It is reiterated that although this disclosure includes a detailed description on cloud computing, implementation of the teachings recited herein are not limited to a cloud computing environment. Rather, the embodiments of the present invention are intended to be implemented with any type of computer system, including a networked (e.g., cloud) storage computing environment now known or later developed.

Referring now to FIG. 4, network attached storage cloud infrastructure 400, offered by a networked (e.g., cloud) computing storage service provider, is depicted in accordance with an illustrative embodiment. Storage cloud infrastructure 400 maintains support for client computers utilizing standards-based network protocols 405 which may comprise, for example, Hypertext Transfer Protocol (HTTP), Network File System (NFS) Protocol, Secure Copy Protocol (SCP), Computer Internet File System (CIFS) Protocol, File Transfer Protocol (FTP), Secure Shell (SSH) Protocol, and even Session Initiation Protocol (SIP) (a signaling protocol widely used for controlling multimedia communication sessions—VoIP, live video streaming—over Internet Protocol and which is a permanent element of the IP multimedia subsystem (IMS) architecture).

Internet Protocol (IP) network 410 provides for connectivity between client computers utilizing protocols 405 and storage cloud infrastructure 400, so that a user can access files residing in, and store files to, storage cloud infrastructure 400. Management node 415 can configure, manage and monitor storage cloud infrastructure 400 through security and compliance policies and in accordance with security compliant data storage management functionality 66 of management layer 64 depicted in FIG. 3. Security and compliance policies are rules which may be implemented by computer program code in order to satisfy both a user's security requirements, preferably based on geographical standards, and clustering/grouping standards of the computer system. A user's security requirements may also be referred to as the user's security profile herein.

Furthermore, storage cloud infrastructure 400 can have one or more interface nodes 420. Interface nodes 420 provide user access to the data and file services within cloud infrastructure 400, and may utilize standard protocols 405. Within cloud infrastructure 400, storage is arranged in storage pods, such as storage pods 430 and 435, which each contain a pair of storage nodes 440 and 445, respectively. The interface nodes 420 are connected to the storage pods 430 and 435, via a high speed internal network 425. Moreover, interface node 420 and storage nodes 440 and 445 function together to provide direct access to physical storage 455 via logical storage pool 450 in respective storage pods 430 and 435. Thus, a user is given the IP address assigned to an interface node, wherein the interface node can then be utilized to directly access data within a storage pod or save data to a storage pod. Specifically, the storage pod will contain the user's data and file system configuration information, which may include the user's security profile.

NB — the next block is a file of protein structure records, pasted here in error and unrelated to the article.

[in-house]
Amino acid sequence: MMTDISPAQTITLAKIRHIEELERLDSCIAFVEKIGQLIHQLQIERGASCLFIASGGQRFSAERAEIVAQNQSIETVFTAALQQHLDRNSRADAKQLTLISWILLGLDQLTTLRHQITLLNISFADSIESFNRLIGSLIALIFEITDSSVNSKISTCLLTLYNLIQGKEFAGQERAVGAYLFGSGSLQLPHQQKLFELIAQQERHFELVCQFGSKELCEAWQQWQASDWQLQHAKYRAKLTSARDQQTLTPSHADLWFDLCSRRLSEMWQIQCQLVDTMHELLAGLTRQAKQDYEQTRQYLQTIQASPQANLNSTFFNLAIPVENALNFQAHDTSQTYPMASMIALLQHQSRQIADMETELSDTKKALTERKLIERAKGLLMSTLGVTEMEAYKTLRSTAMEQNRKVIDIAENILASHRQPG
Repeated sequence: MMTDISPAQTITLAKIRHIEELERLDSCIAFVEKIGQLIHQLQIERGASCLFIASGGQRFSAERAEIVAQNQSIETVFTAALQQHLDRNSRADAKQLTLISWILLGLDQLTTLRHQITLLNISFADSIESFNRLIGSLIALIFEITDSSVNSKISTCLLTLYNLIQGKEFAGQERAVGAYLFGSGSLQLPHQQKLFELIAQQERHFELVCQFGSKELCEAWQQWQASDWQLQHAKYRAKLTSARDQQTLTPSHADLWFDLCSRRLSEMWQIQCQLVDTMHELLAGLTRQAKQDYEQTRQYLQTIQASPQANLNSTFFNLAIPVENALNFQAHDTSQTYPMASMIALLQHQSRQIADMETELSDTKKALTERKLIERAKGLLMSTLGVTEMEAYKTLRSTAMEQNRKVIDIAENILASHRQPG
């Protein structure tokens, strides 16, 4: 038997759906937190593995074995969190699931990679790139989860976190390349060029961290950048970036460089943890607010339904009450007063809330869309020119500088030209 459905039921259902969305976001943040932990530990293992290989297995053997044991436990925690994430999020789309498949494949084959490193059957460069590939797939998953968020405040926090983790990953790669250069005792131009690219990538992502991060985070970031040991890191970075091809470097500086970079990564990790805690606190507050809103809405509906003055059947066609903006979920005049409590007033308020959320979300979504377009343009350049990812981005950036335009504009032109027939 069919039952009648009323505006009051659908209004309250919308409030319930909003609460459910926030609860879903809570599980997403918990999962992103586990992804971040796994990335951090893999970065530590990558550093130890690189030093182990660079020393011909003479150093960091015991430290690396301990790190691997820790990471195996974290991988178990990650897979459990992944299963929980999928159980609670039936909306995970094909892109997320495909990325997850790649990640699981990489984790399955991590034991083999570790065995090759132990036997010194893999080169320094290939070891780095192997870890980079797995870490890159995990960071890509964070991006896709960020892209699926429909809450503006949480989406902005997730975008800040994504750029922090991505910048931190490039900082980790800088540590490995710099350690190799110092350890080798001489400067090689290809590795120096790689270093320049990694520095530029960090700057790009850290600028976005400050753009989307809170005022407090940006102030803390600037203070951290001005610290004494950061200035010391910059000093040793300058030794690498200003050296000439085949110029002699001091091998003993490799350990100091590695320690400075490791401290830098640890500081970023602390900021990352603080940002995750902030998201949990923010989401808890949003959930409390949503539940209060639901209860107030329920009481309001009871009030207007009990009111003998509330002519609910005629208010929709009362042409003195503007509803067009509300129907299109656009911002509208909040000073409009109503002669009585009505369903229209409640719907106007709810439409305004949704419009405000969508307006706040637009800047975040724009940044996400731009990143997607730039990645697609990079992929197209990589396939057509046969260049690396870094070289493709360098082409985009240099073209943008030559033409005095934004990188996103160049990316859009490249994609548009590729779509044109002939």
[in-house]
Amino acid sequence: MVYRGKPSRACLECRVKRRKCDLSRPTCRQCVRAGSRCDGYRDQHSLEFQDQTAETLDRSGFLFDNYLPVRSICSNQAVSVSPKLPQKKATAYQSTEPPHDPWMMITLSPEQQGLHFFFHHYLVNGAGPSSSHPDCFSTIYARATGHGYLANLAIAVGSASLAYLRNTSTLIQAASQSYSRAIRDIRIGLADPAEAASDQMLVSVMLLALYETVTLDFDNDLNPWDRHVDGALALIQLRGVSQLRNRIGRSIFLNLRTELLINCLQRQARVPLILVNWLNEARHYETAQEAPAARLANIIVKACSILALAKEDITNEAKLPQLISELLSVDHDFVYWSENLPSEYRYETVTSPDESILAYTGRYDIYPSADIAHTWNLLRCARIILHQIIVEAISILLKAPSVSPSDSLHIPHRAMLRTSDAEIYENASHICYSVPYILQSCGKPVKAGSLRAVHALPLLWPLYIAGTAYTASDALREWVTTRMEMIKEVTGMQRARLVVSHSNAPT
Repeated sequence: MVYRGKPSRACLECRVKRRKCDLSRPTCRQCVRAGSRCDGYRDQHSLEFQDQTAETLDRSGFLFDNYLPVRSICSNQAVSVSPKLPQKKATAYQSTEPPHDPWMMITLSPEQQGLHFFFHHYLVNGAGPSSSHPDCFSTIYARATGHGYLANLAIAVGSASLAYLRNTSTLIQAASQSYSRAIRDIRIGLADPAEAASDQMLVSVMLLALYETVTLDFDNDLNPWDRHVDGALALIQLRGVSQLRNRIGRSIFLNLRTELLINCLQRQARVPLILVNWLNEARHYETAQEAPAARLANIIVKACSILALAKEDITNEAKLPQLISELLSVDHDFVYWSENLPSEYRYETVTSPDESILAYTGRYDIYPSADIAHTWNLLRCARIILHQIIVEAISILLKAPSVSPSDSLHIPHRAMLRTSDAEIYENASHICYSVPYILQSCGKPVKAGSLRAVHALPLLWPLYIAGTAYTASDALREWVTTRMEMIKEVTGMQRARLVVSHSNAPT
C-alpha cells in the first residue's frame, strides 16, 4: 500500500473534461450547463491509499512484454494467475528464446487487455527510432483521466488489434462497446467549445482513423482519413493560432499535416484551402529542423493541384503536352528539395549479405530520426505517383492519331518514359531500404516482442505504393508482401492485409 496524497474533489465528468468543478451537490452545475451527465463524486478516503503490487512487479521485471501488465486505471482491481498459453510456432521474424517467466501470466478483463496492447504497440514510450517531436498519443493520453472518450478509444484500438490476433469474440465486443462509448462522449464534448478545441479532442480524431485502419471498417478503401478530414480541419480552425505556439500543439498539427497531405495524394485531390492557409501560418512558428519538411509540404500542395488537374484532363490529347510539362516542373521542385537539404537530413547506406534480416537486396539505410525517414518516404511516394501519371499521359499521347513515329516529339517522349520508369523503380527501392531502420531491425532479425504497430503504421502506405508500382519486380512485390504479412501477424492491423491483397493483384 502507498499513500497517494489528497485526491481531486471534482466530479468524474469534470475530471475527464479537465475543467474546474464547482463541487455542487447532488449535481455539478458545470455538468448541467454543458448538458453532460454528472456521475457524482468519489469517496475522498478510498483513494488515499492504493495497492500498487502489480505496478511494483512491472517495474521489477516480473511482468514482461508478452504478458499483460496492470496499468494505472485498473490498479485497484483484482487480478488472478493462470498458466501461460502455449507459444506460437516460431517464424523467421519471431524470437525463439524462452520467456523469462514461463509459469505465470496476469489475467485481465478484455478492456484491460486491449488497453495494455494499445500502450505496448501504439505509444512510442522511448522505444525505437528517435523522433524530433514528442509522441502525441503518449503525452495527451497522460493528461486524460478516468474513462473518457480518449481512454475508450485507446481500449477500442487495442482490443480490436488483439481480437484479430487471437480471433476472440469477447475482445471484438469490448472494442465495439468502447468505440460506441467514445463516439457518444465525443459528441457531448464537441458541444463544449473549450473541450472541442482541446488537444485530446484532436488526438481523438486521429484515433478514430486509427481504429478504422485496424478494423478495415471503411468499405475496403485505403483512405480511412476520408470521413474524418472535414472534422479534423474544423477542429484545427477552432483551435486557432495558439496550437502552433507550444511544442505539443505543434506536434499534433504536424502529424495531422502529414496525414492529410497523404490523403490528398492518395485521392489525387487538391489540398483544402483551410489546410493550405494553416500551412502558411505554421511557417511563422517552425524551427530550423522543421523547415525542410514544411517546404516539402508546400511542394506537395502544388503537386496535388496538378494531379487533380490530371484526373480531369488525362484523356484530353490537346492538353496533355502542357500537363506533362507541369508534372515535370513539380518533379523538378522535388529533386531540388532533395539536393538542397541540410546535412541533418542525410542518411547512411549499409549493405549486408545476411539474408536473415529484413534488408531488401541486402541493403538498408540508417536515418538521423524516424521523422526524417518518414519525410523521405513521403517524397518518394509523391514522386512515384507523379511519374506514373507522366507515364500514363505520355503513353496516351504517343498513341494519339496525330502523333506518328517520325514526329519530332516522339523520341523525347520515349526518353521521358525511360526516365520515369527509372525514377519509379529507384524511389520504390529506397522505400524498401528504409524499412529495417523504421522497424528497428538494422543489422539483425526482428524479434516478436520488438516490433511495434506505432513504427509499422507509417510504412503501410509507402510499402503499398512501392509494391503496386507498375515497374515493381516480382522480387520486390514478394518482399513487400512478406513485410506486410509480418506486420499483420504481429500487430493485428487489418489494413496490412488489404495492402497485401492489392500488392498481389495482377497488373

Referring now to FIG. 5, a hard disk drive with high remanence data blocks scattered across the drive is depicted in accordance with an illustrative embodiment. Hard disk drive (HDD) 500 shows a traditional magnetic hard disk containing a multitude of tracks divided into a multitude of storage blocks. HDD 500 is an example of physical disk storage 455 in FIG. 4. Other types of physical disk storage may be used in various embodiments. Disk head 502 pivots left and right in conjunction with the direction of rotation for HDD 500 to read and write to any storage block on any track of HDD 500.

Remanence is magnetization left behind in a medium after an external magnetic field is removed. Data remanence refers to the residual representation of data that remains even after attempts have been made to remove or erase the data from storage (especially on magnetic storage). This residual data may be recovered through various restorative techniques. Therefore, erasure of sensitive information, stored as data, often must comply with certain security standards to ensure that such information is not recoverable. For example, the U.S. Department of Commerce, in conjunction with the National Institute of Standards and Technology (NIST), produced special publication 800-88 promulgating guidelines for media sanitization. Similarly, the Department of Defense (DoD) has also released their own Erasure Standard (DoD 5220.22M). Sensitive information may include anything from cell phone records, to medical records, to government classified information. In addition, many geographic regions (from country to country, and even from state to state) have different standards to be met. A storage block containing sensitive information may be referred to herein as a high remanence block. Depending on the type of sensitive information, different levels or classifications of security standards may apply, even within the same region. For example, erasure policies of a cell phone record may not be as stringent as the policies for medical records.